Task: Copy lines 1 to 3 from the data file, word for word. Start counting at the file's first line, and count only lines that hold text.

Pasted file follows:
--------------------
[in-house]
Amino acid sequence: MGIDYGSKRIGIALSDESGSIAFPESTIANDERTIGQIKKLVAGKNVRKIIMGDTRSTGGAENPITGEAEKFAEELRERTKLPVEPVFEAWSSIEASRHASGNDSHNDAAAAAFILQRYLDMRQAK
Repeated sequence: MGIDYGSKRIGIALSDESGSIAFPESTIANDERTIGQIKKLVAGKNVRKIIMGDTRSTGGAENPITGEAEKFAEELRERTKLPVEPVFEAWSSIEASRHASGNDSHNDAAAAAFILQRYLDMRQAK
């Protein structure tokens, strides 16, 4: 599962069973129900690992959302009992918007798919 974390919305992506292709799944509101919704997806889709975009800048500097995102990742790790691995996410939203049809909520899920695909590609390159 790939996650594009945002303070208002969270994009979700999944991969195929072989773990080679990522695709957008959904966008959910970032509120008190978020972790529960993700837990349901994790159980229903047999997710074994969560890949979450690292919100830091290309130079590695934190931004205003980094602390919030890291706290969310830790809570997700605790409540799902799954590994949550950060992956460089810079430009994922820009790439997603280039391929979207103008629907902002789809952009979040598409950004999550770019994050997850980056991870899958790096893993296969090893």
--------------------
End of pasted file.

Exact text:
[in-house]
Amino acid sequence: MGIDYGSKRIGIALSDESGSIAFPESTIANDERTIGQIKKLVAGKNVRKIIMGDTRSTGGAENPITGEAEKFAEELRERTKLPVEPVFEAWSSIEASRHASGNDSHNDAAAAAFILQRYLDMRQAK
Repeated sequence: MGIDYGSKRIGIALSDESGSIAFPESTIANDERTIGQIKKLVAGKNVRKIIMGDTRSTGGAENPITGEAEKFAEELRERTKLPVEPVFEAWSSIEASRHASGNDSHNDAAAAAFILQRYLDMRQAK